Miles Magbie, Southwark House’s site director, said the skateboarding activities that began in November are a nice addition to the tutoring, science program, computer lab and art instruction through Fleisher Art Memorial that nearly 50 students partake in as a whole.
"I wouldn’t be surprised if every kid in the program would not want to do [skateboarding]," Magbie said, adding his site currently has three ASAP volunteers on hand.
Since juvenile crimes spike between 3 and 4 p.m., keeping youths busy during this time is a great deterrent, said English, who estimated 50,000 kids citywide are unsupervised for more than 20 hours a week.
"A lot of these kids need this supervision," he said. "They want to connect with an adult."
While the city offers beneficial programs, Magbie said one of the problems is they are being housed in outdated facilities.
Despite the setbacks, creative endeavors are continually encouraging children to try something new. Just ask Commander Scott Rogerson of the U.S. Coast Guard, who initiated Southwark House’s first physical fitness program about six months ago.
Rogerson is stationed at a nearby office at Washington Avenue and Columbus Boulevard and coordinates volunteer efforts for the U.S. Coast Guard Auxiliary. Last summer, he looked into doing some personal volunteer work in the community and came across ASAP.
"I just thought it’s just so wonderful that two blocks [from] where I worked was this community center that could use a little bit of my time," Rogerson said.
After intriguing Magbie with his ideas, the commander is now typically at the site on Wednesdays.
"I really enjoyed physical activities when I was younger, and I still do. In today’s world of video games and TV, it’s so easy for kids not to get that action," Rogerson said.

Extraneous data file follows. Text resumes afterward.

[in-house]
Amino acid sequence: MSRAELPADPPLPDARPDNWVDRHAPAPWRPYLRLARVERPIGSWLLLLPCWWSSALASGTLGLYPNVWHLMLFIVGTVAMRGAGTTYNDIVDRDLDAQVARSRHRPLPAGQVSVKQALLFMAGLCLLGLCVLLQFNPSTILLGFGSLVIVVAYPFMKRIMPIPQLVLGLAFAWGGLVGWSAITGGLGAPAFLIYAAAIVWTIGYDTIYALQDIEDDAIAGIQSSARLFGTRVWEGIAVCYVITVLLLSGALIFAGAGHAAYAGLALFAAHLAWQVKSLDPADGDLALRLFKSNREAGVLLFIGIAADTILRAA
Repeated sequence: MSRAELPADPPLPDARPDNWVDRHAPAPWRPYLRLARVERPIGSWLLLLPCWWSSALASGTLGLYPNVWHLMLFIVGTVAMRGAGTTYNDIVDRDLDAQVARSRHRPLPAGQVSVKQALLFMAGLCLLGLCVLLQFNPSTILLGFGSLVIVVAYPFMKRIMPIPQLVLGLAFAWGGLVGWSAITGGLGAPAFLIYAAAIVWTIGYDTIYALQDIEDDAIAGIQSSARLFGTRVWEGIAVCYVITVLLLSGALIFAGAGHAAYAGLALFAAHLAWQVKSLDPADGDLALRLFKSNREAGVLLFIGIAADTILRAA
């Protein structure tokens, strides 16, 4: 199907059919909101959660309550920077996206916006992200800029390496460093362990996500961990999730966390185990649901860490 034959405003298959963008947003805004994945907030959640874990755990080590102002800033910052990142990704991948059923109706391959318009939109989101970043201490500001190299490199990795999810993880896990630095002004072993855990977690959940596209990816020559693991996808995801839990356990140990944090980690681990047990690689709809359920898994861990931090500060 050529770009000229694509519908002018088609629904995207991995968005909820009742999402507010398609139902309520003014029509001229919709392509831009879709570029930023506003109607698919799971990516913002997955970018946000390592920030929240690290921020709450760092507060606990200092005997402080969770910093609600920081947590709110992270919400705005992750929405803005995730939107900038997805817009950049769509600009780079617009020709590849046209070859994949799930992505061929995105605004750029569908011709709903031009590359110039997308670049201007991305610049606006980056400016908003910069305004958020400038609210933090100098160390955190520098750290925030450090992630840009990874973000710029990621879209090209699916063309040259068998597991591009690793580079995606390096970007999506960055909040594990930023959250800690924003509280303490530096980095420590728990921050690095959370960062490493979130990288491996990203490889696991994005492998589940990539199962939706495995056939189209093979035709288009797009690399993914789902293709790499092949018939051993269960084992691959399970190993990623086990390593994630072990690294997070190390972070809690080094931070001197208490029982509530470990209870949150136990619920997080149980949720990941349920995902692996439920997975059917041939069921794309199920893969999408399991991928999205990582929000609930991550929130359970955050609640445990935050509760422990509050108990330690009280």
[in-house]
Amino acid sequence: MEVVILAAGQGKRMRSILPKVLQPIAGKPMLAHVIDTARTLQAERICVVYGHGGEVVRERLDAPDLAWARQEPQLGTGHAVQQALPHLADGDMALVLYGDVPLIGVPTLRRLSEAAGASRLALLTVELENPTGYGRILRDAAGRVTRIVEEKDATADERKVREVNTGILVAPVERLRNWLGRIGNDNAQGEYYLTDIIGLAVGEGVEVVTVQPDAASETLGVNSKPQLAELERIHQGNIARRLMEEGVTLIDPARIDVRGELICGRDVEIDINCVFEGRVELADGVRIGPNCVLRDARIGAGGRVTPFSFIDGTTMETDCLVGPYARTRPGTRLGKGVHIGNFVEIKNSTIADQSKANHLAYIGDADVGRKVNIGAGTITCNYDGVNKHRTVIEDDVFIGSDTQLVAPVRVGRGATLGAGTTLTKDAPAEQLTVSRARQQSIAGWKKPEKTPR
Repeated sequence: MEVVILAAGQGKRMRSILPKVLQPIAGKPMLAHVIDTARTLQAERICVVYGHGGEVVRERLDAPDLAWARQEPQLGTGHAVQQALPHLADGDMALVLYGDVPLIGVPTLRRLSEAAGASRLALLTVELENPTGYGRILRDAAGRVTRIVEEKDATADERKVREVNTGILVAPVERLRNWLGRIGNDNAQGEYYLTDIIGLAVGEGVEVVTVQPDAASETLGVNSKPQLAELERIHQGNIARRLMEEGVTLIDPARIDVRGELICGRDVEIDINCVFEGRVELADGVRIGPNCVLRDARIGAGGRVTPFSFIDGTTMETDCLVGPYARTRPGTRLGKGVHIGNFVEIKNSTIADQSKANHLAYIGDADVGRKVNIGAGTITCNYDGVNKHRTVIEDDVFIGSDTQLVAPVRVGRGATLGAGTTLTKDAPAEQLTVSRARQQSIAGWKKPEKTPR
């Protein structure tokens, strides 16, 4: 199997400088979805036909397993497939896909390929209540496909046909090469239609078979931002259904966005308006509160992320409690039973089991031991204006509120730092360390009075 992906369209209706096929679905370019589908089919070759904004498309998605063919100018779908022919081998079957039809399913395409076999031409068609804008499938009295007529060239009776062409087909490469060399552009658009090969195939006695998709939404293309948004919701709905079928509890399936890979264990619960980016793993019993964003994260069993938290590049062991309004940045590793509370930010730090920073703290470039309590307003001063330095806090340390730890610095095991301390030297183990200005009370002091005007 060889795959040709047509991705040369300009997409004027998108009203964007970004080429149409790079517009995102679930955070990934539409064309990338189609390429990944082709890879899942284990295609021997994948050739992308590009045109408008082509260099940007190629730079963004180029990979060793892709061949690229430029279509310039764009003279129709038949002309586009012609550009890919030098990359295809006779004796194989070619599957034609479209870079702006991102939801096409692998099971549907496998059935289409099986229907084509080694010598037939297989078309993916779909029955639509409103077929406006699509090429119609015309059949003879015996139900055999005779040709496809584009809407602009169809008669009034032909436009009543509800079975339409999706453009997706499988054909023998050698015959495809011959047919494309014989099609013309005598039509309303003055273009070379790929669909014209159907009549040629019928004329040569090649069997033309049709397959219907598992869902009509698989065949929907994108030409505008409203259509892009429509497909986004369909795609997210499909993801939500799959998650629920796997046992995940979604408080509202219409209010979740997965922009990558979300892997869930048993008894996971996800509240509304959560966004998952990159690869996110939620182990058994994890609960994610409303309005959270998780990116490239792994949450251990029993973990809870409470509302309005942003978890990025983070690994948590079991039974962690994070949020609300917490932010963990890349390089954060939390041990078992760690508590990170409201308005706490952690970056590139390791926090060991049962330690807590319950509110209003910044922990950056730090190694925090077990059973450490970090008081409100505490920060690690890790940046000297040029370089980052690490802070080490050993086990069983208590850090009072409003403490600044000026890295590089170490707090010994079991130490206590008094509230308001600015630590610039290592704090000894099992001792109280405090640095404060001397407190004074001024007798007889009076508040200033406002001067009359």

"It’s more than just throwing a basketball and jumping rope," Magbie said of Rogerson’s program. "He actually gets involved with them during the games. He’s able to become more engaged in that process."
After a brief warm-up, the commander has the children participate in sports, including flag-tag, dodgeball and soccer. Just tossing around a football has lit up a child’s face on occasion, he said.
While getting a workout, Rogerson makes sure his cadets are absorbing the Coast Guard’s key concepts of teamwork, respect and fair play.
"I’ve seen a nice growth and maturation process occur with a lot of these kids," he said, "where early on, the tendency might be to be very competitive or not always to listen or play fairly. Little by little, I’ve seen some of those situations dissolve."
Rogerson also has seen the personal benefits of volunteering and suggests others try and find the hero inside themselves.
"There are so many opportunities for people in the city of Philadelphia to make a difference," he said. "Everybody has gifts and talents that can certainly be utilized and enjoyed. I would encourage folks to find that opportunity."
For more information on volunteering with the After School Activities Partnerships, call 215-545-3077 or visit www.phillyasap.org.